Synopsis: Sisters Maria Cabellos and Marta Ines Toro of the Dominican Sisters of the Presentation collaborated with a parish in Guaimaca (population 10,000), Honduras, to create a clinic, a community center, an income-generating farm/compost facility, and a girls’ school. Their desire to further improve the economy and quality of life in this poor village gave rise to the Guaimaca Mission Retreat.
Detailed Description: The Guaimaca Mission Retreat will be built within a 350-acre site of farm fields, grasslands, pine forests, and spectacular topography. Rolling hills and streams are oriented toward the western valley; mountains are visible eastward. A road runs parallel to the valley and river; visible from the road is the hill that will accommodate the retreat complex: a residence hall, church, conference hall, and classrooms.
The residence hall will comprise six double rooms and a shared lounge/library and kitchen. Each room will be elevated above the hill to capture southerly winds rustling through the treetops. As the income generator, the hall will be built first, so 12 guests can enjoy the stunning landscape in peaceful solitude for about $1,000/week. They can volunteer to work in the community school or health clinic or on construction projects. This revenue can help improve schools and other initiatives.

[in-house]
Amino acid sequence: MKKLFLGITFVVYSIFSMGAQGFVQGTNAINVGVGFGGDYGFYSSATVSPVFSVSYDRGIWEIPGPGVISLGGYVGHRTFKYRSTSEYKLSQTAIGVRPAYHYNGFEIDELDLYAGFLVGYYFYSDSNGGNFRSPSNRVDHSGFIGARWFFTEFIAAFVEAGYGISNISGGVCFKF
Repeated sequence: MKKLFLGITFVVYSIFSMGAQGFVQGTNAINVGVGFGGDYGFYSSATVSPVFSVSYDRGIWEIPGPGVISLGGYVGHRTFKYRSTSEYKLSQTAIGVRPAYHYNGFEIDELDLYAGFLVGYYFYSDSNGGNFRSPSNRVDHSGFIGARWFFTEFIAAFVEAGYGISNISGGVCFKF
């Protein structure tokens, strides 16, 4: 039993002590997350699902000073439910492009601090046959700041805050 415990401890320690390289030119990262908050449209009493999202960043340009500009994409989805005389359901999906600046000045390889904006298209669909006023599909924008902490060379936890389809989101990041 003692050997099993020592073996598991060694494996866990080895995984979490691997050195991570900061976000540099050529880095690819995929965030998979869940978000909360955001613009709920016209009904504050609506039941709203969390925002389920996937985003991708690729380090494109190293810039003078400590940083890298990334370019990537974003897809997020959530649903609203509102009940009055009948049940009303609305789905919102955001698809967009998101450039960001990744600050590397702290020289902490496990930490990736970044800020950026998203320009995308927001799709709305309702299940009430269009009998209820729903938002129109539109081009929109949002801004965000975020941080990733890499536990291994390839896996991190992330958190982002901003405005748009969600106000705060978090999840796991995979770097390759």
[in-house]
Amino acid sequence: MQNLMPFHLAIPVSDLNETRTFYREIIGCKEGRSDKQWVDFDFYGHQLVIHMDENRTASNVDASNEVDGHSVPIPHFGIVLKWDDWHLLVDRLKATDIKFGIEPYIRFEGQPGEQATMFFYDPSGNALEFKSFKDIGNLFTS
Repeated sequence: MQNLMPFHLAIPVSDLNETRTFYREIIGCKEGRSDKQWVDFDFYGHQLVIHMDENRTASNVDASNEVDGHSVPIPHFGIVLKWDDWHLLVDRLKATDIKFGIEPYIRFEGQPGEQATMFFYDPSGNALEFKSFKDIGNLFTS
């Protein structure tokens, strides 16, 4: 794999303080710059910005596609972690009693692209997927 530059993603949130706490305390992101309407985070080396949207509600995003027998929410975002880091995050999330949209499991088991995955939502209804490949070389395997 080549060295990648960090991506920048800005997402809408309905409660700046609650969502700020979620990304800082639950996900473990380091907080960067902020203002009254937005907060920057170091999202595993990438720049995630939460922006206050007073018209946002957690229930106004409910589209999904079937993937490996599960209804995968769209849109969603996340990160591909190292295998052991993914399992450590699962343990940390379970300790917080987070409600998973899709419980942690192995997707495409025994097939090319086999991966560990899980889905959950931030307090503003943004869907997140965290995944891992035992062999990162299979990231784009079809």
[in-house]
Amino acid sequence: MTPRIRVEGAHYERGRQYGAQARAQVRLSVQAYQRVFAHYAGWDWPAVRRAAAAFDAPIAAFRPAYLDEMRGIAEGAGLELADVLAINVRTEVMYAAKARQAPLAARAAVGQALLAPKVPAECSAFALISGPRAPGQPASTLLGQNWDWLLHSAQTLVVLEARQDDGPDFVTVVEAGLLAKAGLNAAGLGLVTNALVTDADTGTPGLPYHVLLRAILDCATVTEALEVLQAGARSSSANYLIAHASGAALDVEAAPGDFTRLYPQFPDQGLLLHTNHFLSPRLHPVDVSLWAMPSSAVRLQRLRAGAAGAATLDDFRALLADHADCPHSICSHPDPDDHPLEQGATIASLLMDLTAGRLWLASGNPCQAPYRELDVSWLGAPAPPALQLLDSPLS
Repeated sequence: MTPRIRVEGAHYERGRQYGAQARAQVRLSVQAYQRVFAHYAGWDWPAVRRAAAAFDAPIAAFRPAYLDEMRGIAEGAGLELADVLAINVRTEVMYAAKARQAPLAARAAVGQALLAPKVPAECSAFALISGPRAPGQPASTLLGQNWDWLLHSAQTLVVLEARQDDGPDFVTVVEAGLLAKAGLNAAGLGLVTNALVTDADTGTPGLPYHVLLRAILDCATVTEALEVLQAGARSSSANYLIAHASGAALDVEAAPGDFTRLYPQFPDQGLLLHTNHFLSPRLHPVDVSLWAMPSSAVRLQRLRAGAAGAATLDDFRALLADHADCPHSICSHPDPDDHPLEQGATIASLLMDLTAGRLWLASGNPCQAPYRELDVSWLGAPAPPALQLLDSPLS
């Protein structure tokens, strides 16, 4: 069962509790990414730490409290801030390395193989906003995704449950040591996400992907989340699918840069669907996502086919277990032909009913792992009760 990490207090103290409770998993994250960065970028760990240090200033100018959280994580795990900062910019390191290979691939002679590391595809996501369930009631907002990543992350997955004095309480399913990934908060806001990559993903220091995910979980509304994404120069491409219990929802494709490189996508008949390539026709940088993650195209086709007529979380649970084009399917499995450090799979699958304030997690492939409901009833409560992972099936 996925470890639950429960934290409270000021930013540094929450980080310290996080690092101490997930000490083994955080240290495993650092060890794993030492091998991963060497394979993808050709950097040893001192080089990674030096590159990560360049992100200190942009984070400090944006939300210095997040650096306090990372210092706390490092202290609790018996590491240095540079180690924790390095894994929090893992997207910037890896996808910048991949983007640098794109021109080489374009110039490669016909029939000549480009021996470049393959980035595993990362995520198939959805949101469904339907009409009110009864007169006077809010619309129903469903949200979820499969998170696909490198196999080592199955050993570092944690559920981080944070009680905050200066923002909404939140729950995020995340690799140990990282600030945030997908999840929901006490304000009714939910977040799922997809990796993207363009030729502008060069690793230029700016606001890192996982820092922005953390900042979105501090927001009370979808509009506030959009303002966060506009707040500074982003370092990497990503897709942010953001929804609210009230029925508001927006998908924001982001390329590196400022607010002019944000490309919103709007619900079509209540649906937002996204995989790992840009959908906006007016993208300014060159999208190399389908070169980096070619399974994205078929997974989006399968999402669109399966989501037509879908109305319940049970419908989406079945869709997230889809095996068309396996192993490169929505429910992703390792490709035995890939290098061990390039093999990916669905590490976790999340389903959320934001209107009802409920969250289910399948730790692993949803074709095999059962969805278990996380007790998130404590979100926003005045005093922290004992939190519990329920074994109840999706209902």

The church will incorporate elements from local churches—pine timber roofs, stucco-clad plaster walls, bell tower—but its interior will be open to the landscape to create a unique spiritual experience. Its canted walls will be oriented along the east-west axis and tilted to capture light and direct views. The entry courtyard plane will gently slope upward into the church, focusing views skyward, and the cross will be silhouetted against the sky when entering from the east. Once inside, the floor will level and slope toward the central valley to the west, focusing attention on first the sky, then the horizon, finally the entire landscape vista, reminding visitors that “heaven is on earth.” For protection against rain and intense sun, a screen of retractable rotating wood shutters slides along steel tracks.
The walls are canted in plan and section, causing light to bounce off them, creating a rich range of light qualities for the side altars. The piers comprise two wedge-shaped walls, which let a sliver of direct light slice through the pier assembly into the central volume. Given the site’s equatorial proximity, this dramatic light will enter the space from the northern and southern walls. The simple central wooden altar table, the lectern integrated with the bell tower to the south of the altar, and the cross create a triangular composition from the congregation’s viewpoint. The altar podium, slightly raised from the church floor, is supported by the crypts, which face the setting sun and are visible from the first approach.